Where Do Minks Live?

Minks are an animal that, sadly, may be more recognizable to humans dead than alive. The iconic mink coat adorned the shoulders of stars from Judy Garland to Janet Jackson, and was once synonymous with glamour (via The New York Times). But where do these sleek creatures come from? Minks are mammals that live near water, which explains their waterproof fur that makes them a target of the fashion industry, according to The Humane Society of the United States (HSUS). They are in the weasel family, according to Britannica, and look similar to ferrets, according to HSUS. 

There are two species of mink: the European mink and the American mink, according to Britannica. The European mink once roamed from northern Spain to Russia's Ural Mountains. However, it now only lives in Spain, France, Ukraine, Romania, and Russia, according to the International Union for Conservation of Nature and Natural Resources (IUCN) Red List. A wild population has also been reintroduced in Estonia. The American mink's original range extended through most of the North American continent, with the exception of the Southwest, according to Britannica. Unlike the European mink, the American mink's habitat has actually expanded. That's because the American mink is favored by mink farmers around the world. Sometimes, the minks escape the farm because of shoddy enclosures, extreme weather events, or mass releases by animal welfare activists. When that happens, the minks usually do quite well for themselves, and there are now wild American mink populations in Europe and South America.

American minks in the wild

American minks can be found in most parts of the U.S. and Canada, according to Animal Diversity Web. In fact, the only U.S. state where they don't live is Arizona, and the only parts of Canada they don't frequent is the Arctic coast as well as some islands. Their favorite places to live are wooded areas with access to a body of fresh water, like a lake, stream, or pond. The animals also can be found in marshes or near the coast, according to the Chesapeake Bay Program. However, a Michigan study never found mink more than 100 feet from water, according to The National Wildlife Federation. They will frequently sleep at the foot of a tree or a den abandoned by another animal. They also like to hide among rocks or shrubs along the water's edge, according to Animal Diversity Web. Once in the water, they like to be able to explore their watery environment, diving into pools or crevices in search of prey — they're carnivorous, according to Britannica

For most of the year, minks live alone. Males and females only meet up during the spring to mate. Then the male takes off, and the female raises her children alone. The young set out on their own after six months. But, despite their solitary existence, minks are important for the North American ecosystems they inhabit as predators for fish, small mammals, insects, and amphibians, according to the Chesapeake Bay Program.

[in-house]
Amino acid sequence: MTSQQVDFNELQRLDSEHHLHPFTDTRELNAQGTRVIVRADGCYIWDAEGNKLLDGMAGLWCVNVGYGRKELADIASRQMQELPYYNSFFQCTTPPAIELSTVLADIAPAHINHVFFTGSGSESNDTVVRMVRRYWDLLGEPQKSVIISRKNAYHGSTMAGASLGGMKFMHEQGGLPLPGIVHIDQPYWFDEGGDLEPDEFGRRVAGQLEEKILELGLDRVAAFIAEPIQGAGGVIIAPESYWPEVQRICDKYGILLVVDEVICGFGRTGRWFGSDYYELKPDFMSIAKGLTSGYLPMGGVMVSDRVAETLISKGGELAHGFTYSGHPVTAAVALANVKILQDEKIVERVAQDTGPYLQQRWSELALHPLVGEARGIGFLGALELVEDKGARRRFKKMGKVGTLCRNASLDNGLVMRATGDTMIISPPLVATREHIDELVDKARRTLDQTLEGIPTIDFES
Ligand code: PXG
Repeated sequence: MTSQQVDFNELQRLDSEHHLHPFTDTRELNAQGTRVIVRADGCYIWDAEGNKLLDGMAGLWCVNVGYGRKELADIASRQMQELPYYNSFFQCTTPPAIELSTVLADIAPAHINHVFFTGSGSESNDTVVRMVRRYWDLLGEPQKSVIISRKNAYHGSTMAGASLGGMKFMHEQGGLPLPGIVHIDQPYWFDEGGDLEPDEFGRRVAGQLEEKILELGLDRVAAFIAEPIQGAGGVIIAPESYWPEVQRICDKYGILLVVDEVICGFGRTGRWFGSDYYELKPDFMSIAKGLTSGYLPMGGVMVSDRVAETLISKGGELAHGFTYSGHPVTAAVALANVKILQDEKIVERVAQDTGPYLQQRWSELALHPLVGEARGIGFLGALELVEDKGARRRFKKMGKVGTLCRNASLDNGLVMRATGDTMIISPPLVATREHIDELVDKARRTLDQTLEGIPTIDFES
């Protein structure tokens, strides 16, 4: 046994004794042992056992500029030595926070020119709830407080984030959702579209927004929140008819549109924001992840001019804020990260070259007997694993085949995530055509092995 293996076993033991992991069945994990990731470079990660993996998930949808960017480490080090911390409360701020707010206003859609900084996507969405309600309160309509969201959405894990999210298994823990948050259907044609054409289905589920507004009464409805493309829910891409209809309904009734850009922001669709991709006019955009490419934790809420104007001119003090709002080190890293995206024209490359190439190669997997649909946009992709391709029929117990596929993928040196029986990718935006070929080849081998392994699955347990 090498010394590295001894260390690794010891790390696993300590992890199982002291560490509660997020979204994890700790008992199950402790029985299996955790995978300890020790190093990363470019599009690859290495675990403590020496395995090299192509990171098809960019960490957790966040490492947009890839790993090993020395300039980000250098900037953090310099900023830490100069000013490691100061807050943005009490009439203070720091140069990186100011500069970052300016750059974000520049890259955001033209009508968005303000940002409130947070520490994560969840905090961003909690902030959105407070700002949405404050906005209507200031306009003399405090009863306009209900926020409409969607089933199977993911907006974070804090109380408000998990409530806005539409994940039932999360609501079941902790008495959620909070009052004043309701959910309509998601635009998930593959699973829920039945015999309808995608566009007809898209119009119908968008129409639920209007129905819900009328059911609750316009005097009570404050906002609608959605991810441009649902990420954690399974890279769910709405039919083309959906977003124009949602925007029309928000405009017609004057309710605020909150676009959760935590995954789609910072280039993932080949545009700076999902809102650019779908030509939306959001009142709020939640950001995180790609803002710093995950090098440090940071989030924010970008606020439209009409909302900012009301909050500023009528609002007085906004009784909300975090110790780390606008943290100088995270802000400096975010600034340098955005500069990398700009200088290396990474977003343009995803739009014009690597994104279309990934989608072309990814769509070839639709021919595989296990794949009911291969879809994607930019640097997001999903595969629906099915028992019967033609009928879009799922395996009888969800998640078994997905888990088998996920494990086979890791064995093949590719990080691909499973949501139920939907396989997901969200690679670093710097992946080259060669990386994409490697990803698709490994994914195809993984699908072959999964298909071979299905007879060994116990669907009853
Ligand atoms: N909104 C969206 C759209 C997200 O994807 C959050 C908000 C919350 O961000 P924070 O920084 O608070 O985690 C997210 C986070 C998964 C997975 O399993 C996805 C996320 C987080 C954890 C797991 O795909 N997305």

Endangered Europeans

The European mink has habitat preferences similar to those of its American cousins. It also likes to live along the wooded banks of streams, rivers, or lakes while finding shelter between tree roots or in abandoned vole burrows, according to Animalia. European minks will also dig their own burrows, which are typically around 20 to 40 feet from a water source. They will typically range along three miles of a stream and find temporary resting places in addition to their permanent burrows. Like the American minks, the European minks live alone except for mating season.

The main difference between the European and American species is that the European species is considered Critically Endangered by the IUCN Red List, while the American mink is a species of Least Concern. The American mink is partly to blame for this discrepancy, but, since the species never asked to be shipped across the ocean to be farmed for its fur and then accidentally released, the buck really stops with the humans who relocated them. European minks were first hunted for their pelts, reduced to extremely low numbers, and then could not compete with the more robust, adaptable American minks when they escaped captivity and entered the ecosystem. In North America, however, the presence of American minks actually means that an ecosystem is healthy, according to The National Wildlife Federation. This is because the animals are very sensitive to pollutants like mercury. 

Farm life

There are also American mink living in fur farms around the world. Half of these farms are in Europe, while there are also significant numbers of farms in the U.S., Canada, China, Argentina, and Russia (via People for the Ethical Treatment of Animals). These minks typically live in much more crowded conditions than their solitary, wild counterparts. They are essentially placed in factory farms, where they live out their days in two-by-three foot wire cages, according to Sentient Media. Sometimes, these cages will be stacked on top of each other, so that the feces and urine of the minks in the upper cages falls on those enclosed below, according to Born Free USA. Farmed minks are typically bred in the spring, and the offspring are harvested for their fur six to eight months after being born, most commonly during the winter, according to Britannica

Mink farming may be on its way out, however. This is partly because fur has fallen out of fashion with the rise of animal welfare concerns and partly because mink farming turned into a public health nightmare during the coronavirus pandemic, according to HSUS. It turned out that farmed mink were very susceptible to COVID-19 and risked passing it on to humans and wild mink. The disease was detected on more than 430 mink fur farms in the EU, U.S., and Canada. In response, countries and territories including the Netherlands, Estonia, and British Columbia have banned mink farms (via another post at HSUS).